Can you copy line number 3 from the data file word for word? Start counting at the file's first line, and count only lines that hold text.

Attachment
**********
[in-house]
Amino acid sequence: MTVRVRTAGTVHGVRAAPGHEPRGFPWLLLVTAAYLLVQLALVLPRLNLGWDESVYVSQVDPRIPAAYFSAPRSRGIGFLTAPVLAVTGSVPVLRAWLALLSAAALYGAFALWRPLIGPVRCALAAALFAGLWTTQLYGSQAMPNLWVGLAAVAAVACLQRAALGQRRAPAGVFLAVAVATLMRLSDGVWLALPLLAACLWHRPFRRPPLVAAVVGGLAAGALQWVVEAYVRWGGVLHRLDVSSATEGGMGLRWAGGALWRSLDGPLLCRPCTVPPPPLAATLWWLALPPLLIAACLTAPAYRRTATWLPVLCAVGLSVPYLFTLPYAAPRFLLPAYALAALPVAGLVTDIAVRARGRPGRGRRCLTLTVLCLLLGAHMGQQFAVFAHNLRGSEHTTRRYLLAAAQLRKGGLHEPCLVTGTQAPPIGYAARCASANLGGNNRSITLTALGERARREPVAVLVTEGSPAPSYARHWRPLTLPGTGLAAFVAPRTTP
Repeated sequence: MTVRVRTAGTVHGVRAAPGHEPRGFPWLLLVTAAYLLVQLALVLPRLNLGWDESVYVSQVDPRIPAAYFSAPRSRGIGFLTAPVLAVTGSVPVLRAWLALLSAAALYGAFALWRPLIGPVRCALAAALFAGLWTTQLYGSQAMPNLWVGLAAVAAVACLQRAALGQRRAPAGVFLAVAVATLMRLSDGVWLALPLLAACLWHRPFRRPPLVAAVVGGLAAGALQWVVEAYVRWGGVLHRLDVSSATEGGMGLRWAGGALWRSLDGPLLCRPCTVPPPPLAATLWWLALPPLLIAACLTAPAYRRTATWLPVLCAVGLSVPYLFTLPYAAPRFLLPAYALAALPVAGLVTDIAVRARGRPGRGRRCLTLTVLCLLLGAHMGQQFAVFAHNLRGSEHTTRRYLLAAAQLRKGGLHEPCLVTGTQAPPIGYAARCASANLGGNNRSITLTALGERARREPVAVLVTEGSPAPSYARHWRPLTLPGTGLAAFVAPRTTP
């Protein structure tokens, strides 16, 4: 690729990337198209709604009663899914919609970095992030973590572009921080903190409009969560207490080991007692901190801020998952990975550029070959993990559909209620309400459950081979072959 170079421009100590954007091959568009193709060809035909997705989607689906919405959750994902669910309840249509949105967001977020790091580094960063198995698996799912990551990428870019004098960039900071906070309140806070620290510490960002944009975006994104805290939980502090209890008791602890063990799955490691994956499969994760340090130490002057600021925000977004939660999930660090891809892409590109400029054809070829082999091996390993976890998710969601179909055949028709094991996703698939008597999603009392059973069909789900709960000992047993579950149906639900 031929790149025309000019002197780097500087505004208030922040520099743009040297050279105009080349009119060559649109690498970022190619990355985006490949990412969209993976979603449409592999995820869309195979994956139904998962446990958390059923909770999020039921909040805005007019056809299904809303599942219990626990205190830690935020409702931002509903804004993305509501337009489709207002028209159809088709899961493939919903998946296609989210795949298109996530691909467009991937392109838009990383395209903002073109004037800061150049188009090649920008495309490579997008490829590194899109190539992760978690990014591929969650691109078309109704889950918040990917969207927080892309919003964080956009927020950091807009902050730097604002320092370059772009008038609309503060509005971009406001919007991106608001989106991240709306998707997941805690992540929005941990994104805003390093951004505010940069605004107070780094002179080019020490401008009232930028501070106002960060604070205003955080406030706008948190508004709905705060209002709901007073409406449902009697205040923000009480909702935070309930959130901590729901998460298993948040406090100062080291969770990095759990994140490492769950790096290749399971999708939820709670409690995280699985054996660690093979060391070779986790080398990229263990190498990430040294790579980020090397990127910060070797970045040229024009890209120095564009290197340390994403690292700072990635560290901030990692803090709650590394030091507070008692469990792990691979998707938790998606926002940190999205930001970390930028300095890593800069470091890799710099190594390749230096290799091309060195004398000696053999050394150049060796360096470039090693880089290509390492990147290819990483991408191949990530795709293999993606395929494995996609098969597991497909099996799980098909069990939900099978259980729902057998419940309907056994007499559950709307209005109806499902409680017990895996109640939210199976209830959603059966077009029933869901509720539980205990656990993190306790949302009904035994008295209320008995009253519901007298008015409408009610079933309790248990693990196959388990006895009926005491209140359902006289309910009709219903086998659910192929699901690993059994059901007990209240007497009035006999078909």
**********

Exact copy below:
Repeated sequence: MTVRVRTAGTVHGVRAAPGHEPRGFPWLLLVTAAYLLVQLALVLPRLNLGWDESVYVSQVDPRIPAAYFSAPRSRGIGFLTAPVLAVTGSVPVLRAWLALLSAAALYGAFALWRPLIGPVRCALAAALFAGLWTTQLYGSQAMPNLWVGLAAVAAVACLQRAALGQRRAPAGVFLAVAVATLMRLSDGVWLALPLLAACLWHRPFRRPPLVAAVVGGLAAGALQWVVEAYVRWGGVLHRLDVSSATEGGMGLRWAGGALWRSLDGPLLCRPCTVPPPPLAATLWWLALPPLLIAACLTAPAYRRTATWLPVLCAVGLSVPYLFTLPYAAPRFLLPAYALAALPVAGLVTDIAVRARGRPGRGRRCLTLTVLCLLLGAHMGQQFAVFAHNLRGSEHTTRRYLLAAAQLRKGGLHEPCLVTGTQAPPIGYAARCASANLGGNNRSITLTALGERARREPVAVLVTEGSPAPSYARHWRPLTLPGTGLAAFVAPRTTP